I haven't seen it yet on an iPad, but considering how good it looks on my iPhone I'm sure it looks even better. I found the best way to read the pages were up close and rotating the iPhone to a landscape format. The navigation controls are super simple to use which is a huge bonus.
A welcome surprise was discovering the various 'reveals' as the panels popped up. Some of the panels read so well in this medium.
DH are also offering a HUGE range of free comics to tempt the curious so what are you waiting for? Check it out already!

Monday, 11 April 2011


WIRED's GeekDad gives a reasonable review of my book here.
It sounds like I confused GeekDad by not making it clear just who is the good guy or bad guy in the story, but it was always my intention not to. What interests me is that despite the high levels of interconnectivity in the forest, communication between species doesn't make it easier to translate. Especially when usually passive plants start being proactive and sentient at different rates. I also didn't want to make a book where every new species speaks english fluently. This leaves Uncle Silas and the kids reacting to events more than preempting them and this reflects life more honestly- adapting to change. Besides- I like making things difficult for them.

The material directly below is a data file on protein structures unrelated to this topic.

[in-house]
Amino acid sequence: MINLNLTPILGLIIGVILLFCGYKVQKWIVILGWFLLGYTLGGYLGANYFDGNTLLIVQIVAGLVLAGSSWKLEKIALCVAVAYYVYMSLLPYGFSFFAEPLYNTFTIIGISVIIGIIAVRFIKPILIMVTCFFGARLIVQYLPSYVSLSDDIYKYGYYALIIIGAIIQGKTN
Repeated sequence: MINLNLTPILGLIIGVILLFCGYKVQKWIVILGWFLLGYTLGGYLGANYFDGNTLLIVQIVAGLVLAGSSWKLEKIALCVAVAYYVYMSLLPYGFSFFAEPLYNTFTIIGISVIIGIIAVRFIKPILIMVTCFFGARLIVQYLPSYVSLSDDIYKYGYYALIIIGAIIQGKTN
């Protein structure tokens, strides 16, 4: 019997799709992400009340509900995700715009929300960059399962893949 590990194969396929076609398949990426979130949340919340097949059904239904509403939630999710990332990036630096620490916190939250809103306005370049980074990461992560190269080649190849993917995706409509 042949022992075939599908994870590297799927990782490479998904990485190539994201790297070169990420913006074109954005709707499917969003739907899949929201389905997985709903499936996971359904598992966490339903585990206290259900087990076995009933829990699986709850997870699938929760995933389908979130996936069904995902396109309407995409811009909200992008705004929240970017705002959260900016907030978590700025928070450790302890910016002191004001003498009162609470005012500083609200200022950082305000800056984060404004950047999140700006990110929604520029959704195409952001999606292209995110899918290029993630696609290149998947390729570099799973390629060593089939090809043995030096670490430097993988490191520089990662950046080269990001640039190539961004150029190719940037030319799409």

A lot of the other points that reviewers are bringing up is in part due to the size of the artwork in the book and the hangover of making it originally for newspapers.
Originally the book was meant to be A5 landscape, with a single weekly installment on each page, so the flow of the Sunday newspaper strip would be intact, and more importantly the artwork would be reproduced much larger.